There are similarities between this year’s Knicks and the version two years ago.
Both teams entered the season with low expectations and were resilient during difficult stretches early in the year.
They each proved their detractors wrong and enjoyed surprisingly strong regular seasons.
There are differences, too.
“I think we’re a better team,” Julius Randle said. “More talented team.”
The 2020-21 team finished the COVID-shortened season in fourth place in the Eastern Conference with a 41-31 record and a .569 winning percentage.
This current group is winning at a .591 clip through 66 games with a 39-27 mark.
A fourth-place finish is realistic as the Knicks entered Monday one game behind the Cavaliers with 16 games left.
The two rosters are very different.
This one is younger with what feels like a much higher upside.
For instance, Jalen Brunson is the point guard, giving the current version a major edge at the all-and-important position.
Elfrid Payton started for the team two years ago, although Derrick Rose played major minutes off the bench at point guard.
RJ Barrett and Immanuel Quickley are better players than they were two years ago, and Mitchell Robinson is healthy.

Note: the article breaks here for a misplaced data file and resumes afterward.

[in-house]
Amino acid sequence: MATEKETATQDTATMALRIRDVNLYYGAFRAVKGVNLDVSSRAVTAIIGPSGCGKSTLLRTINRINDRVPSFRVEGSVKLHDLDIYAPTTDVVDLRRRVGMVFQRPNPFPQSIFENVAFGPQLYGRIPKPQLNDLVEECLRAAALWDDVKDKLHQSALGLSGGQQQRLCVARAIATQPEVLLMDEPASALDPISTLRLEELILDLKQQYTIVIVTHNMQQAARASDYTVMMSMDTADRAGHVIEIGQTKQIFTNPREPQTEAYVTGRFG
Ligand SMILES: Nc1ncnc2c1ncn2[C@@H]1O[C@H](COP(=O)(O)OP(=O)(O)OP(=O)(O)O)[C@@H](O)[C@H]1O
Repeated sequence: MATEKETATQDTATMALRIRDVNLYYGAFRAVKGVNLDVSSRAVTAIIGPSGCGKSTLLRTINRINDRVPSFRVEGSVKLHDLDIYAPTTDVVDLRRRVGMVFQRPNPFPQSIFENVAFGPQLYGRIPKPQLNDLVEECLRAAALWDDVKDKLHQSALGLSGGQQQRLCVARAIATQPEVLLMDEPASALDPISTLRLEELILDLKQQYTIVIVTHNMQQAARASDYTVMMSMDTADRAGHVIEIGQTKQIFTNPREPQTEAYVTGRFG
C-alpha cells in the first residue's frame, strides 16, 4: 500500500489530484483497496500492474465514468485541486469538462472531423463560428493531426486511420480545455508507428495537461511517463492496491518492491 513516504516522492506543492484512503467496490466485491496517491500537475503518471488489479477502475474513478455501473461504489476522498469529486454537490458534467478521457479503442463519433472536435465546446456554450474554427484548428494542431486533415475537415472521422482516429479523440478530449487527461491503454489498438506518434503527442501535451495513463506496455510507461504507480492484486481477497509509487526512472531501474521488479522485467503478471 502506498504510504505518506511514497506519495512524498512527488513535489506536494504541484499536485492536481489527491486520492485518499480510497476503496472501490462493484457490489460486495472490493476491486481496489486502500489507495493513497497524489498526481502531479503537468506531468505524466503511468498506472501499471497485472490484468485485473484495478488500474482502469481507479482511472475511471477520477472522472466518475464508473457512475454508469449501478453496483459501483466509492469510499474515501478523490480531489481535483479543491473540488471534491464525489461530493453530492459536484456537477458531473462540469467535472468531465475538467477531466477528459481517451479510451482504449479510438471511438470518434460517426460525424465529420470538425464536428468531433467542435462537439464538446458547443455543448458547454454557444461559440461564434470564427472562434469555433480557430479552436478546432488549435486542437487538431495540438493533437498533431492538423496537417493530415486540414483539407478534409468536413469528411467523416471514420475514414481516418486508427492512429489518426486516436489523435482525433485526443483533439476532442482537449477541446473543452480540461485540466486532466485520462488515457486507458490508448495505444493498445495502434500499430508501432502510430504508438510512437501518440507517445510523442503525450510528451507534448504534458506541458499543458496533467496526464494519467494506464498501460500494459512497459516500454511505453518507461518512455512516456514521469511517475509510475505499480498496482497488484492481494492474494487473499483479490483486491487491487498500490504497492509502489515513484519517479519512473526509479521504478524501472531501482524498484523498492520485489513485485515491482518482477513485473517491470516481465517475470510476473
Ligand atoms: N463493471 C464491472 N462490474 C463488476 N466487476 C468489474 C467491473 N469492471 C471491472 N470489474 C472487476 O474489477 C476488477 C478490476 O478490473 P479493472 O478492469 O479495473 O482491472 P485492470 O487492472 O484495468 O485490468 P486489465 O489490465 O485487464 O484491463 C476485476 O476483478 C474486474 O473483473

The rim-protecting 7-footer broke his foot and only appeared in 31 games that season.
These Knicks are fifth in offensive rating and seventh in NET rating (points outscoring the opposition by per 100 possessions).
The edition two years ago was 22nd and ninth, respectively. It was fourth in defensive rating, giving it an edge over the present-day Knicks, who are ranked 14th.
The big question is one that won’t be answered for a while: Can these Knicks fare better in the playoffs than their predecessors, who lost in five games to the Hawks in the first round?
“We’ll see. I can’t really speak on that yet,” Randle said. “We’re not in the playoffs yet, so I don’t want to speak on that. But I definitely think it’s a team that every day we’re taking the necessary steps and getting better for sure.”
Randle was named the Eastern Conference Player of the Week after leading the Knicks to four wins and averaging 29.5 points, 8.3 rebounds and 4.8 assists.
Robinson played a career-high 44 minutes in Sunday’s double-overtime win over the Celtics.
He was terrific in the 10 minutes of overtime, notching four rebounds and playing quality defense.
He defended Al Horford’s potential game-winning 3-pointer at the buzzer of the second overtime well, at least partly impacting the shot that came up short.
“He has great value to obviously the whole organization but particularly [to] his teammates, his coaches, because he does a lot of the dirty work that you need to win,” coach Tom Thibodeau said.
The Knicks are 27-17 when Robinson plays and 12-10 without him.